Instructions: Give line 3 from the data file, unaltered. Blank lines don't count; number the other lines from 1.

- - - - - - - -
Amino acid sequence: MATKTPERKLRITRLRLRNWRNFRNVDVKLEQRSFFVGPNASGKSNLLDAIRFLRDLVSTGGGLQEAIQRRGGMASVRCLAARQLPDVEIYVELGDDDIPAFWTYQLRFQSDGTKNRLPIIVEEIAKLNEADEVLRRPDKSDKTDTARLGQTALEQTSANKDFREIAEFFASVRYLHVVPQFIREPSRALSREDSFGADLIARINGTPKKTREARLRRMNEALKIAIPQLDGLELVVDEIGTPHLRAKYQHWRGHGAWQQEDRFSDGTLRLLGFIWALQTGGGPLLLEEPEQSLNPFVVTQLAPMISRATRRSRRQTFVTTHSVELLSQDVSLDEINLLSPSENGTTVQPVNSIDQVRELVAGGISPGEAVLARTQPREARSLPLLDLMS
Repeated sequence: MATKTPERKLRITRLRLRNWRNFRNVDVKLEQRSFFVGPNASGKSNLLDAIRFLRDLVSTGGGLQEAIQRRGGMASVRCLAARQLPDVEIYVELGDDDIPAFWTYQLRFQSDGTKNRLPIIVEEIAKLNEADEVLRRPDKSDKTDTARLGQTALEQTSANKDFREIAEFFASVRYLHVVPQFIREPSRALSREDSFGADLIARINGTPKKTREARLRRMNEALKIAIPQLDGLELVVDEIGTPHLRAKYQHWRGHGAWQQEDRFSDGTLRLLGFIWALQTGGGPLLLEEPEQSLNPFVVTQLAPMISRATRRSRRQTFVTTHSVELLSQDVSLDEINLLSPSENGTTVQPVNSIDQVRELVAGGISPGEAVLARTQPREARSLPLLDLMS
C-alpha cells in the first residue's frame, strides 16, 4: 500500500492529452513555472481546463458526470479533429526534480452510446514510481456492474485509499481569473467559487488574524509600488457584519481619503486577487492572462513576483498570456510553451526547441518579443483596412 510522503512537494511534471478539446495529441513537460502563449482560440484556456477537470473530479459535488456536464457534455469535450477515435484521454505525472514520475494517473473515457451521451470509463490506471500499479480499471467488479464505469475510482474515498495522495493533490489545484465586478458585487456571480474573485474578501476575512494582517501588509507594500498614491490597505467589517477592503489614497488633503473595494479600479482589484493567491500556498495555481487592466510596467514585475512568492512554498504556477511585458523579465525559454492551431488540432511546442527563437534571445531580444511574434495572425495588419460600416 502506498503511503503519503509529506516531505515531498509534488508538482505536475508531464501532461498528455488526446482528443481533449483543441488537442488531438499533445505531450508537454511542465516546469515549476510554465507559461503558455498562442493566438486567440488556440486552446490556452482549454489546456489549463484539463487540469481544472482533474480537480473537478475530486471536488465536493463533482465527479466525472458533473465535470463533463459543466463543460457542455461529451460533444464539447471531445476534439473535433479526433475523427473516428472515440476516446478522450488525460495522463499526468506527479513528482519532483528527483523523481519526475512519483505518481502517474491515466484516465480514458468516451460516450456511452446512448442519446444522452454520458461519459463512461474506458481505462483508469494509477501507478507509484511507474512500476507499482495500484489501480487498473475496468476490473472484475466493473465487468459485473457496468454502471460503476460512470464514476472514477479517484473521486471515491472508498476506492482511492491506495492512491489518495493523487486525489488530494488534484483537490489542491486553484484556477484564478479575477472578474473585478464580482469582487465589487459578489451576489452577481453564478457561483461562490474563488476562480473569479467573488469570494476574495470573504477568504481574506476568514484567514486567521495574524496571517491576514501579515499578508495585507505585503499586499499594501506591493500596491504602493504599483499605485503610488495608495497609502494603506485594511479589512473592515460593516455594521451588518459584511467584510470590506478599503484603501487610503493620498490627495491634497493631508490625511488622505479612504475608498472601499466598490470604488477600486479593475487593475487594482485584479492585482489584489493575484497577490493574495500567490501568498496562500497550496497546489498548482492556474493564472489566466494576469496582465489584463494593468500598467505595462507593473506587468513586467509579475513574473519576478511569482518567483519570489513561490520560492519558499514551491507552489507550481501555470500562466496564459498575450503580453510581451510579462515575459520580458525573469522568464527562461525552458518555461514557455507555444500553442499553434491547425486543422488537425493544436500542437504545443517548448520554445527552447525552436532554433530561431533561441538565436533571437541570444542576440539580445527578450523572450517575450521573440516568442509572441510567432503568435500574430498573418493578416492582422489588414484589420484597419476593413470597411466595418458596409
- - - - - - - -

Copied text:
C-alpha cells in the first residue's frame, strides 16, 4: 500500500492529452513555472481546463458526470479533429526534480452510446514510481456492474485509499481569473467559487488574524509600488457584519481619503486577487492572462513576483498570456510553451526547441518579443483596412 510522503512537494511534471478539446495529441513537460502563449482560440484556456477537470473530479459535488456536464457534455469535450477515435484521454505525472514520475494517473473515457451521451470509463490506471500499479480499471467488479464505469475510482474515498495522495493533490489545484465586478458585487456571480474573485474578501476575512494582517501588509507594500498614491490597505467589517477592503489614497488633503473595494479600479482589484493567491500556498495555481487592466510596467514585475512568492512554498504556477511585458523579465525559454492551431488540432511546442527563437534571445531580444511574434495572425495588419460600416 502506498503511503503519503509529506516531505515531498509534488508538482505536475508531464501532461498528455488526446482528443481533449483543441488537442488531438499533445505531450508537454511542465516546469515549476510554465507559461503558455498562442493566438486567440488556440486552446490556452482549454489546456489549463484539463487540469481544472482533474480537480473537478475530486471536488465536493463533482465527479466525472458533473465535470463533463459543466463543460457542455461529451460533444464539447471531445476534439473535433479526433475523427473516428472515440476516446478522450488525460495522463499526468506527479513528482519532483528527483523523481519526475512519483505518481502517474491515466484516465480514458468516451460516450456511452446512448442519446444522452454520458461519459463512461474506458481505462483508469494509477501507478507509484511507474512500476507499482495500484489501480487498473475496468476490473472484475466493473465487468459485473457496468454502471460503476460512470464514476472514477479517484473521486471515491472508498476506492482511492491506495492512491489518495493523487486525489488530494488534484483537490489542491486553484484556477484564478479575477472578474473585478464580482469582487465589487459578489451576489452577481453564478457561483461562490474563488476562480473569479467573488469570494476574495470573504477568504481574506476568514484567514486567521495574524496571517491576514501579515499578508495585507505585503499586499499594501506591493500596491504602493504599483499605485503610488495608495497609502494603506485594511479589512473592515460593516455594521451588518459584511467584510470590506478599503484603501487610503493620498490627495491634497493631508490625511488622505479612504475608498472601499466598490470604488477600486479593475487593475487594482485584479492585482489584489493575484497577490493574495500567490501568498496562500497550496497546489498548482492556474493564472489566466494576469496582465489584463494593468500598467505595462507593473506587468513586467509579475513574473519576478511569482518567483519570489513561490520560492519558499514551491507552489507550481501555470500562466496564459498575450503580453510581451510579462515575459520580458525573469522568464527562461525552458518555461514557455507555444500553442499553434491547425486543422488537425493544436500542437504545443517548448520554445527552447525552436532554433530561431533561441538565436533571437541570444542576440539580445527578450523572450517575450521573440516568442509572441510567432503568435500574430498573418493578416492582422489588414484589420484597419476593413470597411466595418458596409